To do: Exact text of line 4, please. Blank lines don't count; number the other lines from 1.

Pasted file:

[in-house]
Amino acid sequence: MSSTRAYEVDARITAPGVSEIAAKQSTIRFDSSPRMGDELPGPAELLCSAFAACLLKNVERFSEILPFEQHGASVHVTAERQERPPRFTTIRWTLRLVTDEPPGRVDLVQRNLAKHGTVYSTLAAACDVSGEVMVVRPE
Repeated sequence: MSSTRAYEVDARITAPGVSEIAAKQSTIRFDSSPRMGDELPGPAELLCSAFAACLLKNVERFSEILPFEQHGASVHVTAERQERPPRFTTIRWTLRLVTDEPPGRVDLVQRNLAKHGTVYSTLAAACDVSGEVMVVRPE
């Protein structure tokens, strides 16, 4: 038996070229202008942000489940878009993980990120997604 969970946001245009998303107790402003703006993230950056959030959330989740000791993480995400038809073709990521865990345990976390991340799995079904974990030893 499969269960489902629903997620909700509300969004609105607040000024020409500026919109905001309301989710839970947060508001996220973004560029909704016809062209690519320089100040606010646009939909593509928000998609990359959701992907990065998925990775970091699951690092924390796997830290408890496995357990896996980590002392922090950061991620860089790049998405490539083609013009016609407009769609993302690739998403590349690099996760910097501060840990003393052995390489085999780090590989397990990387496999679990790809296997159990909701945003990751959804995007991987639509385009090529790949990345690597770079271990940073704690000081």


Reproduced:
């Protein structure tokens, strides 16, 4: 038996070229202008942000489940878009993980990120997604 969970946001245009998303107790402003703006993230950056959030959330989740000791993480995400038809073709990521865990345990976390991340799995079904974990030893 499969269960489902629903997620909700509300969004609105607040000024020409500026919109905001309301989710839970947060508001996220973004560029909704016809062209690519320089100040606010646009939909593509928000998609990359959701992907990065998925990775970091699951690092924390796997830290408890496995357990896996980590002392922090950061991620860089790049998405490539083609013009016609407009769609993302690739998403590349690099996760910097501060840990003393052995390489085999780090590989397990990387496999679990790809296997159990909701945003990751959804995007991987639509385009090529790949990345690597770079271990940073704690000081």